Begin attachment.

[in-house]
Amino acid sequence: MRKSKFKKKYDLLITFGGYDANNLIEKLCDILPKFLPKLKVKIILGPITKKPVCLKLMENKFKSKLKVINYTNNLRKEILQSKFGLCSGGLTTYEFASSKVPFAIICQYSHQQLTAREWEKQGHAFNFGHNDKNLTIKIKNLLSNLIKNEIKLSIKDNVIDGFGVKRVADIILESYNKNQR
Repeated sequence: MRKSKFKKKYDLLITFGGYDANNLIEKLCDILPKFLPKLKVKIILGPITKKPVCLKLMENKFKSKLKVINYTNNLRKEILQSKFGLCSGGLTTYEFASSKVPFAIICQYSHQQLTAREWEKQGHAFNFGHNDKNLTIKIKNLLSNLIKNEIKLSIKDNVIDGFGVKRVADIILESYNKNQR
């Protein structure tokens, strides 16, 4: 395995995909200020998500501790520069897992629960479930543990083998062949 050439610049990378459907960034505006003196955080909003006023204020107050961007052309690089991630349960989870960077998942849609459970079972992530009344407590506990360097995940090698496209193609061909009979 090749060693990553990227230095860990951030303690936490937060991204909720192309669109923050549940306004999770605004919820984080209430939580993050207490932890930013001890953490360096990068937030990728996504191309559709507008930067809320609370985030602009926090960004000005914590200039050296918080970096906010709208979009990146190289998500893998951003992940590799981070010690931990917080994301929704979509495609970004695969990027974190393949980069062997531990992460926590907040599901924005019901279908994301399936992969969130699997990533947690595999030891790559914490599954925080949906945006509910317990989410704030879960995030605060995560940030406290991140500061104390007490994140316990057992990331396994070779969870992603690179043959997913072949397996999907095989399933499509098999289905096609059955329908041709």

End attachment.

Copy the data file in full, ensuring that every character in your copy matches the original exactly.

[in-house]
Amino acid sequence: MRKSKFKKKYDLLITFGGYDANNLIEKLCDILPKFLPKLKVKIILGPITKKPVCLKLMENKFKSKLKVINYTNNLRKEILQSKFGLCSGGLTTYEFASSKVPFAIICQYSHQQLTAREWEKQGHAFNFGHNDKNLTIKIKNLLSNLIKNEIKLSIKDNVIDGFGVKRVADIILESYNKNQR
Repeated sequence: MRKSKFKKKYDLLITFGGYDANNLIEKLCDILPKFLPKLKVKIILGPITKKPVCLKLMENKFKSKLKVINYTNNLRKEILQSKFGLCSGGLTTYEFASSKVPFAIICQYSHQQLTAREWEKQGHAFNFGHNDKNLTIKIKNLLSNLIKNEIKLSIKDNVIDGFGVKRVADIILESYNKNQR
């Protein structure tokens, strides 16, 4: 395995995909200020998500501790520069897992629960479930543990083998062949 050439610049990378459907960034505006003196955080909003006023204020107050961007052309690089991630349960989870960077998942849609459970079972992530009344407590506990360097995940090698496209193609061909009979 090749060693990553990227230095860990951030303690936490937060991204909720192309669109923050549940306004999770605004919820984080209430939580993050207490932890930013001890953490360096990068937030990728996504191309559709507008930067809320609370985030602009926090960004000005914590200039050296918080970096906010709208979009990146190289998500893998951003992940590799981070010690931990917080994301929704979509495609970004695969990027974190393949980069062997531990992460926590907040599901924005019901279908994301399936992969969130699997990533947690595999030891790559914490599954925080949906945006509910317990989410704030879960995030605060995560940030406290991140500061104390007490994140316990057992990331396994070779969870992603690179043959997913072949397996999907095989399933499509098999289905096609059955329908041709």